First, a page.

Ear wax is produced naturally by tiny glands in the ear canal, and normally forms a thin film as part of the ear’s natural cleaning system. Ear wax is important for keeping our ears healthy and clean, protecting against infection.
Excess ear wax is normally lost from the ear almost unnoticed, for example when sleeping or towelling our hair. Problems arise when the ear produces too much wax, which can build up and harden in the ear.
Build up or hardening of ear wax can make our ears feel blocked and uncomfortable. It can sometimes cause difficulty in hearing. In severe cases, the ear canal can become painful, with temporary hearing loss, dizziness and loss of balance as a result. When this occurs, the ear may need syringing by a medical professional.
Anyone can suffer from problematic ear wax, but it’s more common among people aged 40+. The good news is that it’s usually simple and painless to treat, and is certainly nothing to worry about.
When ears feel waxy or blocked, there is a temptation to reach for cotton buds but this should be resisted; they will only make the condition worse by impacting and pushing the wax further in. Using cotton buds may also cause serious damage to the ear.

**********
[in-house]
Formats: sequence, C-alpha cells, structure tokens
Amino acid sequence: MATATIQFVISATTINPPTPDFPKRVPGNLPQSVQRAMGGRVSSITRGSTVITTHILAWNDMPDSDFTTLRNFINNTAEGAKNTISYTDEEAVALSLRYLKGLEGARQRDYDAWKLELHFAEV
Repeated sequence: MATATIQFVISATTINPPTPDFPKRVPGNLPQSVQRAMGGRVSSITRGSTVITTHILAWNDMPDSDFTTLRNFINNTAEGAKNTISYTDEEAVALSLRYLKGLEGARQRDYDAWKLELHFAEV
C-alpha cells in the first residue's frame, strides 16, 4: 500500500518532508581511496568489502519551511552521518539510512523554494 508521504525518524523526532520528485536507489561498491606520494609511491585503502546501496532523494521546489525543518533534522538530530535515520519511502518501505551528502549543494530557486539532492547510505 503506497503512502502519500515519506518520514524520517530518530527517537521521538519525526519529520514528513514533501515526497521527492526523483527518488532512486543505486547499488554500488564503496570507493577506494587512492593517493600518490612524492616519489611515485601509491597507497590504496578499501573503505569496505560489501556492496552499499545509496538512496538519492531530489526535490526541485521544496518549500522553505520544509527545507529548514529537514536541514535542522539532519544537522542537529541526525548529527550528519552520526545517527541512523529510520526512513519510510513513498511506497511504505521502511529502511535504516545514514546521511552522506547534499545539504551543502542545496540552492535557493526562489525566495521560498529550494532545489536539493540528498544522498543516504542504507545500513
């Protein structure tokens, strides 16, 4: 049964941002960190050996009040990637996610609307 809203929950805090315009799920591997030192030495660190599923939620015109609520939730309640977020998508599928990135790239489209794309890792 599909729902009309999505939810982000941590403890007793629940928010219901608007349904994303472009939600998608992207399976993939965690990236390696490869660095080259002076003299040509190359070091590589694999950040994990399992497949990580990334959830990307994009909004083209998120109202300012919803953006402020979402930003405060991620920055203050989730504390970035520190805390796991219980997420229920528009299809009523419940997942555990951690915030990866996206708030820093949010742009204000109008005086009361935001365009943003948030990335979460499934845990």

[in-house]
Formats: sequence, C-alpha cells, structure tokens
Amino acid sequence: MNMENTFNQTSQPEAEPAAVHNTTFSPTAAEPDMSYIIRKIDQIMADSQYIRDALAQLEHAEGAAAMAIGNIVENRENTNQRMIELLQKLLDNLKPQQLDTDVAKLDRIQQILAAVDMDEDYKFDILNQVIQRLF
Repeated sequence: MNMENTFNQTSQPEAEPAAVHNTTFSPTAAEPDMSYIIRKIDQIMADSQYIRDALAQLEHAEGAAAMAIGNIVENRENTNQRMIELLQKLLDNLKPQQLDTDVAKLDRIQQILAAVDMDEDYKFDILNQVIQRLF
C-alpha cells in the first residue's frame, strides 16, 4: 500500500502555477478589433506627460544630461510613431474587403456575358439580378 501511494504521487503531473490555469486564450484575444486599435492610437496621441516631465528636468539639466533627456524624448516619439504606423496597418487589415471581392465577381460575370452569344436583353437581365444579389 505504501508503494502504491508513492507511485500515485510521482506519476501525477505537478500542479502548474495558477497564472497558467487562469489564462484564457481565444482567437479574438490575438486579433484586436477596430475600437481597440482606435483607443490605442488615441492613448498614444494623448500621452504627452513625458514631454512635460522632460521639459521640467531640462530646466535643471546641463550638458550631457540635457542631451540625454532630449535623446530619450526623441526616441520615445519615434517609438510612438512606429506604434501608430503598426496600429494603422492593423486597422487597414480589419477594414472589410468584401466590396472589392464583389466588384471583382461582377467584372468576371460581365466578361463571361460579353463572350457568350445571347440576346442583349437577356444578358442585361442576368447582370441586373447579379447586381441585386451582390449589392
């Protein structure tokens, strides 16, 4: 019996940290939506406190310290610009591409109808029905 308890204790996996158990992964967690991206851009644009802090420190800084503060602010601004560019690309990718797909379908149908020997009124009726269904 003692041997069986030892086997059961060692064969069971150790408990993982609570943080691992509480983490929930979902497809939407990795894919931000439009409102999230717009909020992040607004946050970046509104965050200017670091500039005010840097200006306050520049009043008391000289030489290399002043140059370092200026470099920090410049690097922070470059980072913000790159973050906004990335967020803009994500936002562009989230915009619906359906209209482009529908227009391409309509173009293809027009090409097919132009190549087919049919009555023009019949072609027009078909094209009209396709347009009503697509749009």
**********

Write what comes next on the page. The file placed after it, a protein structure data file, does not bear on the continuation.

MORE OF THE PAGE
Tinnitus is often described as 'ringing in the ear.' It can affect one or both ears and may be due to several causes, including damage to hearing or a build-up of wax. Avoiding the build-up of ear wax can help prevent tinnitus, as can avoiding exposure to loud noise. If tinnitus occurs, it's important to talk to your doctor in order to establish the cause.
Outer ear infection or Otitis externa: An inflammatory condition of the outer ear canal, which can have a variety of causes. It can be extremely painful and hearing may be affected. Speak to your pharmacist or doctor if you have ear pain or inflammation.
Middle ear infections or Otitis media: these are common in infants and young children and can be acute or chronic:
For more useful information, check the NHS website